It is generally accepted that the TUPE Regulations will not apply to a transfer of shares. This is because there is no change in identity of the employer following a share sale. All rights, duties and liabilities in connection with the employees' contracts of employment remain with their employer after the share purchase.
However, it is worth remembering that where a transferee intends to integrate its businesses following a share purchase, it should be aware of the risk of creating an internal TUPE transfer. The recent ICAP case, and the detailed judgment of Mr Justice Garnham, serve as a useful reminder of this.
In ICAP, when Mr Berry wanted a quick release from a 12-month period of garden leave his employer had imposed on him, he sought to use the fact of a TUPE transfer to get out of his contractual obligations.
Where TUPE applies, employees have a right under the Regulations to object to the transfer, which means that their contract of employment will terminate on the transfer date, but the employee will not be treated as having been dismissed.
While Mr Berry had been serving out his notice on garden leave, the shares in his employer's parent company were sold to Tullet Prebon plc. After the share sale had been finalised, Mr Berry notified his employer that he considered that a TUPE transfer had taken place, that he had objected to the transfer and that his employment had terminated on the transfer date. ICAP naturally disagreed and sought and obtained an injunction upholding the garden leave clause.
The High Court held that, on an assessment of the facts, there had been no TUPE transfer that Mr Berry could object to. Mr Justice Garnham, however, provided some helpful guidance as to when a TUPE transfer will be deemed to have taken place in the context of a share sale. Specifically, no TUPE transfer will take place unless the third party:
has become responsible for carrying on the business;
has incurred the obligations of employer; and/or
has taken over the day-to-day running of the business.
The key question therefore is whether the third party has "stepped into the shoes of the employer".
The High Court stressed that the key issue in establishing whether or not a TUPE transfer has occurred or may occur will be around management and reporting lines. The Court will take a top-down approach to this analysis. In other words, where senior management reports into employees of the third party, this is, in itself, unlikely to suggest a TUPE transfer has occurred. However, where more junior employees are reporting directly into employees of the third party, this is highly likely to suggest that there has been a relevant transfer.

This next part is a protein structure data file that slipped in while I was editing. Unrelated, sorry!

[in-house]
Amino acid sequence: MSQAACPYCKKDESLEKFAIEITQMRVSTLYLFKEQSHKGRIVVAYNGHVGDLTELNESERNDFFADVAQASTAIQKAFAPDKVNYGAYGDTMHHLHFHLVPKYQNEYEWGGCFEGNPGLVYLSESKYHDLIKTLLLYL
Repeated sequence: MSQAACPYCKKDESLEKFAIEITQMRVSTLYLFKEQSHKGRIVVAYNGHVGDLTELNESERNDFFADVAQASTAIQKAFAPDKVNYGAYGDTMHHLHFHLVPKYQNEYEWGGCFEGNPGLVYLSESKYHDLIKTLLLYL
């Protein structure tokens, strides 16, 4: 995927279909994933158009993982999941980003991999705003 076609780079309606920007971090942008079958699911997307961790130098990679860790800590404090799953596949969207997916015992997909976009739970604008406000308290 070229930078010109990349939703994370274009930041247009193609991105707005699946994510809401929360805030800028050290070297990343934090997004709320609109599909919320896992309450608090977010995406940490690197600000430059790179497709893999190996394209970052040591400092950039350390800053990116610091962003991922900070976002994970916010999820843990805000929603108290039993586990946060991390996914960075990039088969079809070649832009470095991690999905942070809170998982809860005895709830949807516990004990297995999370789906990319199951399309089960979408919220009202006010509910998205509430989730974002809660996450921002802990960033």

From a practical perspective, where integration post share purchase is proposed, the parties should consider how they structure the integration and how far they go with such integration. In some circumstances, it may actually be beneficial to structure the changes such that a TUPE transfer does in fact occur. However, the parties should be mindful of the consequences. For example, the obligation to inform (and potentially consult) pretransfer will arise where TUPE applies. Further, there is a risk of employees objecting to the transfer and being released from their contractual obligations.
In other circumstances, the parties may wish to avoid a TUPE transfer (for example, because of undesirable tax or fiscal consequences). In those circumstances, the parties should think carefully about how they restructure and what level of ostensible authority they wish to clothe the employees of the acquired business with. New business cards and email addresses are likely to be a no-no.